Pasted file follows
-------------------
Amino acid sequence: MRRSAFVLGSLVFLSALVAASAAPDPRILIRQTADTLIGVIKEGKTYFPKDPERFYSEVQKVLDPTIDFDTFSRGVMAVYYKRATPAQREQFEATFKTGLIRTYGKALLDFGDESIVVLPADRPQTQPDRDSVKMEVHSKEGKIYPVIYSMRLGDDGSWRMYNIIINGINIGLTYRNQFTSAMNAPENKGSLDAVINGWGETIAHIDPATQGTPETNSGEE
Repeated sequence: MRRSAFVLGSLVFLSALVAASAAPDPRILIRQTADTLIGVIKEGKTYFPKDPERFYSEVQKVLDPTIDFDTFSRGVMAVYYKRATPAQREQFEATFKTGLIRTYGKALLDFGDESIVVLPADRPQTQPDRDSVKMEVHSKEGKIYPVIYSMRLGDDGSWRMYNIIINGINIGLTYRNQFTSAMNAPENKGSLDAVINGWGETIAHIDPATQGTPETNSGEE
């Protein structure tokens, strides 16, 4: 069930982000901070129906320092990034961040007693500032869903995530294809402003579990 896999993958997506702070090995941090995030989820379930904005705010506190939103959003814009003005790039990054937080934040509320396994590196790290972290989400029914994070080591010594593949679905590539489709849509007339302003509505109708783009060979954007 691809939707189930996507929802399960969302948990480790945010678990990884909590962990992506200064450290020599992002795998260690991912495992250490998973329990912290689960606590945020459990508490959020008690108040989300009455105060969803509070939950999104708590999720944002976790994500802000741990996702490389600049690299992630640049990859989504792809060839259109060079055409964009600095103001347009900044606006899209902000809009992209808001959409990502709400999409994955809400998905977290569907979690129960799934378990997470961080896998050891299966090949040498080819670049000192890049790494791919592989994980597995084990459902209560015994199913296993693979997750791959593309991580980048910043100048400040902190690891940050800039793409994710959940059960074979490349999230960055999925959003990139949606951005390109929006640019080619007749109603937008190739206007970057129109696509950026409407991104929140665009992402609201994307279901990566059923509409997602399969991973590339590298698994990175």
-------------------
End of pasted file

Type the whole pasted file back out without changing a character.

Amino acid sequence: MRRSAFVLGSLVFLSALVAASAAPDPRILIRQTADTLIGVIKEGKTYFPKDPERFYSEVQKVLDPTIDFDTFSRGVMAVYYKRATPAQREQFEATFKTGLIRTYGKALLDFGDESIVVLPADRPQTQPDRDSVKMEVHSKEGKIYPVIYSMRLGDDGSWRMYNIIINGINIGLTYRNQFTSAMNAPENKGSLDAVINGWGETIAHIDPATQGTPETNSGEE
Repeated sequence: MRRSAFVLGSLVFLSALVAASAAPDPRILIRQTADTLIGVIKEGKTYFPKDPERFYSEVQKVLDPTIDFDTFSRGVMAVYYKRATPAQREQFEATFKTGLIRTYGKALLDFGDESIVVLPADRPQTQPDRDSVKMEVHSKEGKIYPVIYSMRLGDDGSWRMYNIIINGINIGLTYRNQFTSAMNAPENKGSLDAVINGWGETIAHIDPATQGTPETNSGEE
């Protein structure tokens, strides 16, 4: 069930982000901070129906320092990034961040007693500032869903995530294809402003579990 896999993958997506702070090995941090995030989820379930904005705010506190939103959003814009003005790039990054937080934040509320396994590196790290972290989400029914994070080591010594593949679905590539489709849509007339302003509505109708783009060979954007 691809939707189930996507929802399960969302948990480790945010678990990884909590962990992506200064450290020599992002795998260690991912495992250490998973329990912290689960606590945020459990508490959020008690108040989300009455105060969803509070939950999104708590999720944002976790994500802000741990996702490389600049690299992630640049990859989504792809060839259109060079055409964009600095103001347009900044606006899209902000809009992209808001959409990502709400999409994955809400998905977290569907979690129960799934378990997470961080896998050891299966090949040498080819670049000192890049790494791919592989994980597995084990459902209560015994199913296993693979997750791959593309991580980048910043100048400040902190690891940050800039793409994710959940059960074979490349999230960055999925959003990139949606951005390109929006640019080619007749109603937008190739206007970057129109696509950026409407991104929140665009992402609201994307279901990566059923509409997602399969991973590339590298698994990175």